I am asked this question all the time when planning for event logistics, and my answer to this question always comes with options. My objective is to provide the safest and most economical option first, and then adjust based on our clientâ€™s schedule and/or requirements. I always start with the due by or on date and work backwards. If the show you are going to has an advanced receiving location I will use the deadline date to avoid late fees as my deliver by date. If going direct to show site then the first day of receiving is our delivery date. Depending on the date you can be ready will affect which option is best, if the first option may not work for your schedule. For example, sometimes shipping late the advance warehouse is more economical then shipping direct to show site.
The distance between pickup location, delivery location, day of the week and if either location is outside of a major city airport terminal will affect how long standard ground services my take. Although ground shipments do not fly on aircraft, truck schedules work in a very similar way that air travel works for passengers. Your shipment needs to move from your location to the city terminal, which is often close to the major city airport terminal you would fly out of. Then your shipment will move on a truck with other shipments to the delivery terminal sometimes making a stop in the same way airlines have connecting flights. Once your shipment arrives the delivery terminal (which again is often located by a major city destination airport) it will be recovered and scheduled for delivery on the next regular driver schedule.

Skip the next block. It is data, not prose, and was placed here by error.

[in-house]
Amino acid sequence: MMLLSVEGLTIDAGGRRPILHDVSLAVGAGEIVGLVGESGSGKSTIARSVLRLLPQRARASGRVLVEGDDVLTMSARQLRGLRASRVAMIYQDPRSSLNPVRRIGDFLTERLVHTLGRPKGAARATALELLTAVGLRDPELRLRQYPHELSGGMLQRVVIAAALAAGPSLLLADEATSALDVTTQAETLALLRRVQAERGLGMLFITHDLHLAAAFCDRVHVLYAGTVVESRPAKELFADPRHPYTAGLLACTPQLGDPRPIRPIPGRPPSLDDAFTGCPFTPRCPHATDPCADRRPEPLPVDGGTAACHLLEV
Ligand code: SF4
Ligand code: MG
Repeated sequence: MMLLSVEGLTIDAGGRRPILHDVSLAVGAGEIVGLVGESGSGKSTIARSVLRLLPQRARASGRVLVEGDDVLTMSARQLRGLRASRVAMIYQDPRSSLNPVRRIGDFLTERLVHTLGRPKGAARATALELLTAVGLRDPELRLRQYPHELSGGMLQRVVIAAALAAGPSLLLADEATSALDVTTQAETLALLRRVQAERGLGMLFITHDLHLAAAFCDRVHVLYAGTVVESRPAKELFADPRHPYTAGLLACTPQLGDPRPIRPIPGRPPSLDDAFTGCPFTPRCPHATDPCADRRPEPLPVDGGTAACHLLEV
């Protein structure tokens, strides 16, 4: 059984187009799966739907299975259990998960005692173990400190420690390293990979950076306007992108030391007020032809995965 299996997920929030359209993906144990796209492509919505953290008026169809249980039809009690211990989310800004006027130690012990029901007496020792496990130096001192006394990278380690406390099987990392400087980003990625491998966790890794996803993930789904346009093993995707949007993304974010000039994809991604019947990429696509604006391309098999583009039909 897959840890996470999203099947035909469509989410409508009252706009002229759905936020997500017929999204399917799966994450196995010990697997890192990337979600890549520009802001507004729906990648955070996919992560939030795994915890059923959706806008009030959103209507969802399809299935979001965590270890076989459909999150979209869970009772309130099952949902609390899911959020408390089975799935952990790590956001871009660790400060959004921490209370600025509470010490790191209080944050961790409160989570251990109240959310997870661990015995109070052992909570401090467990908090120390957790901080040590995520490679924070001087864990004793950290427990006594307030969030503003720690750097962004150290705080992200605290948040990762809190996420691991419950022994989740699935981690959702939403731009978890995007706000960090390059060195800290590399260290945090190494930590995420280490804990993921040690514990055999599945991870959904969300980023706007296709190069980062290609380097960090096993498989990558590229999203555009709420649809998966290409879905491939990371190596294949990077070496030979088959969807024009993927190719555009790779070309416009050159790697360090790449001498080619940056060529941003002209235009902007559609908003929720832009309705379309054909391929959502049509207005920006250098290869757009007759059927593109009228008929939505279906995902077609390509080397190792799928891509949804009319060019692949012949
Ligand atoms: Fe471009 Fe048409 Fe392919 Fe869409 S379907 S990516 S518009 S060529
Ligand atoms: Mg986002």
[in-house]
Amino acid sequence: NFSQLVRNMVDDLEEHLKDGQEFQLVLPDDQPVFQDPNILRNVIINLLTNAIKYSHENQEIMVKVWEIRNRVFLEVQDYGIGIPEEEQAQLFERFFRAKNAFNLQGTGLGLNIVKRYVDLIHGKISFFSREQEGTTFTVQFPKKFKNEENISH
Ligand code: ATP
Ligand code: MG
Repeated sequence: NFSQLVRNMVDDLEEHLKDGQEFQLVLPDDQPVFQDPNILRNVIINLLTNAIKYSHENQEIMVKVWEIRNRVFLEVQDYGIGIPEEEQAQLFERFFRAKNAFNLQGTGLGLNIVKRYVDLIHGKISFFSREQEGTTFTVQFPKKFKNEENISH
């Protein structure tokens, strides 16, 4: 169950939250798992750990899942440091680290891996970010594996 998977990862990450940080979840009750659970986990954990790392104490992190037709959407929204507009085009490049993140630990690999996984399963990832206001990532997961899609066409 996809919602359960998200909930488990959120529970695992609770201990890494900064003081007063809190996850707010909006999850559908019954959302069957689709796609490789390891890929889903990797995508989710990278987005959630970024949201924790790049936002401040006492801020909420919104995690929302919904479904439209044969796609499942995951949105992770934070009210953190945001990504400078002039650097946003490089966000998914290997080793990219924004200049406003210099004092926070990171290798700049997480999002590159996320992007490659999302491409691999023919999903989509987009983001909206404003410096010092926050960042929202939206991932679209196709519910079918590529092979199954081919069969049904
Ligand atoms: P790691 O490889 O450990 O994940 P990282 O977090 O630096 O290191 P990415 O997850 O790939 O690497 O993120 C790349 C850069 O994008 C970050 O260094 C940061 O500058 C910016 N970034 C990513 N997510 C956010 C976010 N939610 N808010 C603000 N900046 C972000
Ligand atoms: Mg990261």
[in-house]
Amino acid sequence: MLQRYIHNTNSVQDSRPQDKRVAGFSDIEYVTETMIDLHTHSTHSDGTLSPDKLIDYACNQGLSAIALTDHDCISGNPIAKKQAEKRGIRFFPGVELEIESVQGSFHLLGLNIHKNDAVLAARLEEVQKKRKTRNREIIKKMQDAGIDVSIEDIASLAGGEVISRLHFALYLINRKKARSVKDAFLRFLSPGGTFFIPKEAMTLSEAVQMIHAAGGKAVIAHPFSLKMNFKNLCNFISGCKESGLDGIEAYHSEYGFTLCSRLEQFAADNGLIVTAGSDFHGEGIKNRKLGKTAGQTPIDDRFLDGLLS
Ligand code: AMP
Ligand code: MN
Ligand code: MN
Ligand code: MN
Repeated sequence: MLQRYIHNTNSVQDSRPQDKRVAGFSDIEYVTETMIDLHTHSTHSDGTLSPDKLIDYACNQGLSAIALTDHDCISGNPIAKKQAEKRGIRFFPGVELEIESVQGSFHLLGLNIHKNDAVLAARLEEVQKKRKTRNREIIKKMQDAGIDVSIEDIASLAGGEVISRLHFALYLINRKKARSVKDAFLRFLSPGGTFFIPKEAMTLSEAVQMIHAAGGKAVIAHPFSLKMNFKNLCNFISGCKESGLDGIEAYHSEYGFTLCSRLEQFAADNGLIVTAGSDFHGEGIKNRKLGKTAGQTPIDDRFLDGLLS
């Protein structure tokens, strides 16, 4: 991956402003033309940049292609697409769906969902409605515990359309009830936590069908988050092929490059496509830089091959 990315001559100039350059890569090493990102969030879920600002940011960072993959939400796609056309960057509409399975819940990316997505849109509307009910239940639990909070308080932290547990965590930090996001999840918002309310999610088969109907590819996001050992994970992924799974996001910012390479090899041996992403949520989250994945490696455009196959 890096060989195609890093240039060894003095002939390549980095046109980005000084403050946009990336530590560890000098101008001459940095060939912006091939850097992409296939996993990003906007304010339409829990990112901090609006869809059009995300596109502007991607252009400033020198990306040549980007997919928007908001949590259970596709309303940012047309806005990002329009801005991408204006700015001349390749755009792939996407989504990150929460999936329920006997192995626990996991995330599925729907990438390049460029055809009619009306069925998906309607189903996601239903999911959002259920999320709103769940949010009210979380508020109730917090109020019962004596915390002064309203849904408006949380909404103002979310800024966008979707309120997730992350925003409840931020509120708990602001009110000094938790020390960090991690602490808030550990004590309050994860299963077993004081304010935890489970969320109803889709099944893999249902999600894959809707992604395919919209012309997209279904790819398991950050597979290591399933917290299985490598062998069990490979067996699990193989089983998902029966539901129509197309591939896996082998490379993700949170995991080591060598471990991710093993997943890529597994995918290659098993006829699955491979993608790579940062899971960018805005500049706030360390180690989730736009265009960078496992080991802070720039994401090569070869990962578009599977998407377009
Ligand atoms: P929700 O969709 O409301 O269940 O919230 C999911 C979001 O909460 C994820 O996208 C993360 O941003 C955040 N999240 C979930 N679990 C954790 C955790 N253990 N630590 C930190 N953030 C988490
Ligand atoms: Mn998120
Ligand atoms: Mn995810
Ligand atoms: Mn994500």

Unlike air travel ground services takes days vs hours. Plus, there are normal delays that are caused by increased freight volumes, driver absences, mechanical issues, weather and/or road traffic that can add an extra day or two to a regular ground schedule. In order to plan how many days, you should give yourself to ship your items please try this formula if you have traveled by air before. If it takes you one hour or less to fly between two cities take 1 add 4 and give yourself 5 business days for shipping. If it takes you two hours or less to fly between these two cities take 2 add 4 and give yourself 6 business days. If it takes 3 hours or more add 4 and give yourself 7 business days.
Now most places that you can fly to in an hoursâ€™ time are likely places that would be serviced on the ground in one or two days. However, if a shipment doesnâ€™t make the first truck, connects or gets in later than expected due to any number of the normal hazards Iâ€™ve mentioned above then itâ€™s subject to the risk of increased costs and/or missing the intended date. Giving yourself, extra time is the best way to avoid added cost or risk to any shipment you are planning, and if youâ€™d rather ask then using this formula please donâ€™t hesitate to ask us.